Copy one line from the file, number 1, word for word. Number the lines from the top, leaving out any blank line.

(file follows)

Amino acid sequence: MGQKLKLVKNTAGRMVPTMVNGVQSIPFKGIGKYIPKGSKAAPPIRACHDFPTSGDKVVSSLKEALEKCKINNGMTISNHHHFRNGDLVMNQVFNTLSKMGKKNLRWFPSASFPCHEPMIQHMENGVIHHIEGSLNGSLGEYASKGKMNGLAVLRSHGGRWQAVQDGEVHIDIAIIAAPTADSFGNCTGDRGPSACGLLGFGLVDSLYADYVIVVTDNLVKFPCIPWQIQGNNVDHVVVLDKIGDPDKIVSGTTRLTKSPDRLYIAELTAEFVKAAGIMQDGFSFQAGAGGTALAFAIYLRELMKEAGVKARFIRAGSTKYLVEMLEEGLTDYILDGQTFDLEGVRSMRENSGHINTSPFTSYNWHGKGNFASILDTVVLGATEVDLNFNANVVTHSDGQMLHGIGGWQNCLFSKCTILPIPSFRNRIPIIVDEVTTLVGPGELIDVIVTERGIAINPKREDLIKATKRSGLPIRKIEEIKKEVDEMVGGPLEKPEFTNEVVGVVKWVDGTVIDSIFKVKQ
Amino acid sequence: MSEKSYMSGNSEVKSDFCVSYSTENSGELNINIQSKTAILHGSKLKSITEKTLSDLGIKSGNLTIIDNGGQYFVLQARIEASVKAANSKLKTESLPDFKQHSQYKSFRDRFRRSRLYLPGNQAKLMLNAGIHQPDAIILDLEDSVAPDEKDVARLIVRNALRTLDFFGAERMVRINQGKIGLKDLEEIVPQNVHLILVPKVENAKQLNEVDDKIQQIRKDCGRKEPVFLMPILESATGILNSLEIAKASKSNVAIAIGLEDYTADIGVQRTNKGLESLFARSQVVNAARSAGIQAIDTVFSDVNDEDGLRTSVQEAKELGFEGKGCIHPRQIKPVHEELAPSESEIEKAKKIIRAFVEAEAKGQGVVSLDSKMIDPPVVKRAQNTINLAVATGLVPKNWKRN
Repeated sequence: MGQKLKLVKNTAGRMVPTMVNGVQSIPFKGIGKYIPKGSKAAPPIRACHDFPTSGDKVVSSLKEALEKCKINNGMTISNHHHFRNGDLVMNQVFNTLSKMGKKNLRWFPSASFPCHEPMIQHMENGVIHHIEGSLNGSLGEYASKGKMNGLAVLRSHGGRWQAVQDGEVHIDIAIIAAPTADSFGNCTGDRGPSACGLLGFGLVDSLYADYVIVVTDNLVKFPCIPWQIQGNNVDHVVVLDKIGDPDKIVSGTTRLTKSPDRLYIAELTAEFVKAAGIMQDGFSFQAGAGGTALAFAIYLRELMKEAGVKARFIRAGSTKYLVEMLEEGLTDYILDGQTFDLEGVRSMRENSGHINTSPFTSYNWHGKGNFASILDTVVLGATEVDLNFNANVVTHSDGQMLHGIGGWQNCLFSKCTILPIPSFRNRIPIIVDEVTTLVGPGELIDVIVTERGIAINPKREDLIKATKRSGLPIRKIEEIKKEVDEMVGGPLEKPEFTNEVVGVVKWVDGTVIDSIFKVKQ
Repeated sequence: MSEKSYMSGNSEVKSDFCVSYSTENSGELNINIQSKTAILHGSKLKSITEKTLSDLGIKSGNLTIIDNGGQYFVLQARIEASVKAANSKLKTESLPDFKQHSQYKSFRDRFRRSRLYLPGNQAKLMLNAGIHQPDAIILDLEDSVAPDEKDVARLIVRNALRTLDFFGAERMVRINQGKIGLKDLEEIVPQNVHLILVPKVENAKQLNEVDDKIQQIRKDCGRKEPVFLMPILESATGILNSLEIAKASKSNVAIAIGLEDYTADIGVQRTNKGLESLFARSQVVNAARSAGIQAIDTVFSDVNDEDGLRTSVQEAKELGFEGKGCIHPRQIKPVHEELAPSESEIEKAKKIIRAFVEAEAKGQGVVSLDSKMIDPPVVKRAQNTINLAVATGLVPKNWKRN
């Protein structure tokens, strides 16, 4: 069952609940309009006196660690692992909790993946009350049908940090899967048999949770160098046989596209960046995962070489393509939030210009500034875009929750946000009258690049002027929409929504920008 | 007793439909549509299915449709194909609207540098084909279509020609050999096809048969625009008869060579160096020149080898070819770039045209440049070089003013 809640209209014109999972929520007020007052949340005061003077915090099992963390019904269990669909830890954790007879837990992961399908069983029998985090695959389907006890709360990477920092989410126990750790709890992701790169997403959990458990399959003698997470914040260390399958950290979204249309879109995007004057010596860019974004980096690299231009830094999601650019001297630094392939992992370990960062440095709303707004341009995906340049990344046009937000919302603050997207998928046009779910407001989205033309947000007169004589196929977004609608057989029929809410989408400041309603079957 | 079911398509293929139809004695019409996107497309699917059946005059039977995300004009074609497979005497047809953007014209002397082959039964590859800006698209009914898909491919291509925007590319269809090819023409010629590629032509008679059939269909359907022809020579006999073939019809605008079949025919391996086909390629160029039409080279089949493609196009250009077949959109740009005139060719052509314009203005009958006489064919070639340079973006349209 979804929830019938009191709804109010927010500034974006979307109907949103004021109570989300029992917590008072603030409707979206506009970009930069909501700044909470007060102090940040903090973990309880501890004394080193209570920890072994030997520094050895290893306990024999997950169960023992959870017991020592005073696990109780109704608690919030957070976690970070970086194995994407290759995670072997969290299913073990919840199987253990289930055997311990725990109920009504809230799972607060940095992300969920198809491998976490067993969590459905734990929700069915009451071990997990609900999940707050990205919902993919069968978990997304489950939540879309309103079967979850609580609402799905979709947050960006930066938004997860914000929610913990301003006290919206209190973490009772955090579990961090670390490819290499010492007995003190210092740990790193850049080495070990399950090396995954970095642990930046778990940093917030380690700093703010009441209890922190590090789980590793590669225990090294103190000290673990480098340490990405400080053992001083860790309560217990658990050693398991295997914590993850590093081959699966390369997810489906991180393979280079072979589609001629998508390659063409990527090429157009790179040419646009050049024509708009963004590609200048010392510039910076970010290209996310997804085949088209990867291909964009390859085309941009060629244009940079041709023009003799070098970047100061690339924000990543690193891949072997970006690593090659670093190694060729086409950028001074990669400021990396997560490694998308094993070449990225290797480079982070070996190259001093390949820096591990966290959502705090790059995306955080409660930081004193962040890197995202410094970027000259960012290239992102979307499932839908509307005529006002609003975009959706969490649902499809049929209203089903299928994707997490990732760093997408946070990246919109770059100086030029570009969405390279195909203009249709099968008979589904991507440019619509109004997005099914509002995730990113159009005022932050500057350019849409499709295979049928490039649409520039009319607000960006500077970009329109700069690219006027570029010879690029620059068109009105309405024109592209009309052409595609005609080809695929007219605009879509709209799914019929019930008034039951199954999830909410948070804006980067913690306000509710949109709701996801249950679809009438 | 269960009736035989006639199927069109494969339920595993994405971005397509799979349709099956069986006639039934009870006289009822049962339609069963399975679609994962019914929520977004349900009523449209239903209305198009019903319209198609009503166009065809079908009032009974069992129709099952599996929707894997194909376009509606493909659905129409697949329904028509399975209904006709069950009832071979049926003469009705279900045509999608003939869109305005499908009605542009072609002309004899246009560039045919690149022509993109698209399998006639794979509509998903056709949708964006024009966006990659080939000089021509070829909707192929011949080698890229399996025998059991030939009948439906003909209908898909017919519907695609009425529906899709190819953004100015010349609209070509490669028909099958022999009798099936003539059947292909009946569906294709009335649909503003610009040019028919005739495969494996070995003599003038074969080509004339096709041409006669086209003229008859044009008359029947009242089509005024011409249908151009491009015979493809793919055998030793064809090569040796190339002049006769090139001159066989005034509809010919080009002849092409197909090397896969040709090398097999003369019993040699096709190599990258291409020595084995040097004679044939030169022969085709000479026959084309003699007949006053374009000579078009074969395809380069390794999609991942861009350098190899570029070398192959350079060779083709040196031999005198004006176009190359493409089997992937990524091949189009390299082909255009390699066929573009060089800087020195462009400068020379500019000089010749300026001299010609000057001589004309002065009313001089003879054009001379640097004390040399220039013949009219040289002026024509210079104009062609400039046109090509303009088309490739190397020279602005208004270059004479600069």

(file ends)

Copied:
Amino acid sequence: MGQKLKLVKNTAGRMVPTMVNGVQSIPFKGIGKYIPKGSKAAPPIRACHDFPTSGDKVVSSLKEALEKCKINNGMTISNHHHFRNGDLVMNQVFNTLSKMGKKNLRWFPSASFPCHEPMIQHMENGVIHHIEGSLNGSLGEYASKGKMNGLAVLRSHGGRWQAVQDGEVHIDIAIIAAPTADSFGNCTGDRGPSACGLLGFGLVDSLYADYVIVVTDNLVKFPCIPWQIQGNNVDHVVVLDKIGDPDKIVSGTTRLTKSPDRLYIAELTAEFVKAAGIMQDGFSFQAGAGGTALAFAIYLRELMKEAGVKARFIRAGSTKYLVEMLEEGLTDYILDGQTFDLEGVRSMRENSGHINTSPFTSYNWHGKGNFASILDTVVLGATEVDLNFNANVVTHSDGQMLHGIGGWQNCLFSKCTILPIPSFRNRIPIIVDEVTTLVGPGELIDVIVTERGIAINPKREDLIKATKRSGLPIRKIEEIKKEVDEMVGGPLEKPEFTNEVVGVVKWVDGTVIDSIFKVKQ